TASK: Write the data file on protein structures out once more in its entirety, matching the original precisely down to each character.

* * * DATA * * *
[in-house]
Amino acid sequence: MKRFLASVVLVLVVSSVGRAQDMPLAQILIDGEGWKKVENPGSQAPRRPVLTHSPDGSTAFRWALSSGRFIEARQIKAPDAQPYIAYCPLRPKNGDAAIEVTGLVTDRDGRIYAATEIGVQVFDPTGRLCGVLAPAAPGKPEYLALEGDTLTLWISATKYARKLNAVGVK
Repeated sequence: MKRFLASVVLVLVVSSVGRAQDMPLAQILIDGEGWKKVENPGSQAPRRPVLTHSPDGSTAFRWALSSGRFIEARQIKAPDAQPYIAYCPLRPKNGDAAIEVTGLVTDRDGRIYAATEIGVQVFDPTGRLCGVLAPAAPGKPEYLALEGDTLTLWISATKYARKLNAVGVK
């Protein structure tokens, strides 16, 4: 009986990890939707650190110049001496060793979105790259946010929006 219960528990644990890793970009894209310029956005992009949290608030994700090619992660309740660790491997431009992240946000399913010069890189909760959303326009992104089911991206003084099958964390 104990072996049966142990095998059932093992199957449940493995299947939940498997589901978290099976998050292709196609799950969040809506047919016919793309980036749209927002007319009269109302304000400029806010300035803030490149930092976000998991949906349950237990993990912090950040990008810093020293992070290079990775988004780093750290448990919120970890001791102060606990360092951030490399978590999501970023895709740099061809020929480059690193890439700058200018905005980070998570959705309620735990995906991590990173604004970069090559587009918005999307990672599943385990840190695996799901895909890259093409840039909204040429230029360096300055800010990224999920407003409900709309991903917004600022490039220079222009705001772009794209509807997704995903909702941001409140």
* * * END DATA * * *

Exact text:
[in-house]
Amino acid sequence: MKRFLASVVLVLVVSSVGRAQDMPLAQILIDGEGWKKVENPGSQAPRRPVLTHSPDGSTAFRWALSSGRFIEARQIKAPDAQPYIAYCPLRPKNGDAAIEVTGLVTDRDGRIYAATEIGVQVFDPTGRLCGVLAPAAPGKPEYLALEGDTLTLWISATKYARKLNAVGVK
Repeated sequence: MKRFLASVVLVLVVSSVGRAQDMPLAQILIDGEGWKKVENPGSQAPRRPVLTHSPDGSTAFRWALSSGRFIEARQIKAPDAQPYIAYCPLRPKNGDAAIEVTGLVTDRDGRIYAATEIGVQVFDPTGRLCGVLAPAAPGKPEYLALEGDTLTLWISATKYARKLNAVGVK
């Protein structure tokens, strides 16, 4: 009986990890939707650190110049001496060793979105790259946010929006 219960528990644990890793970009894209310029956005992009949290608030994700090619992660309740660790491997431009992240946000399913010069890189909760959303326009992104089911991206003084099958964390 104990072996049966142990095998059932093992199957449940493995299947939940498997589901978290099976998050292709196609799950969040809506047919016919793309980036749209927002007319009269109302304000400029806010300035803030490149930092976000998991949906349950237990993990912090950040990008810093020293992070290079990775988004780093750290448990919120970890001791102060606990360092951030490399978590999501970023895709740099061809020929480059690193890439700058200018905005980070998570959705309620735990995906991590990173604004970069090559587009918005999307990672599943385990840190695996799901895909890259093409840039909204040429230029360096300055800010990224999920407003409900709309991903917004600022490039220079222009705001772009794209509807997704995903909702941001409140």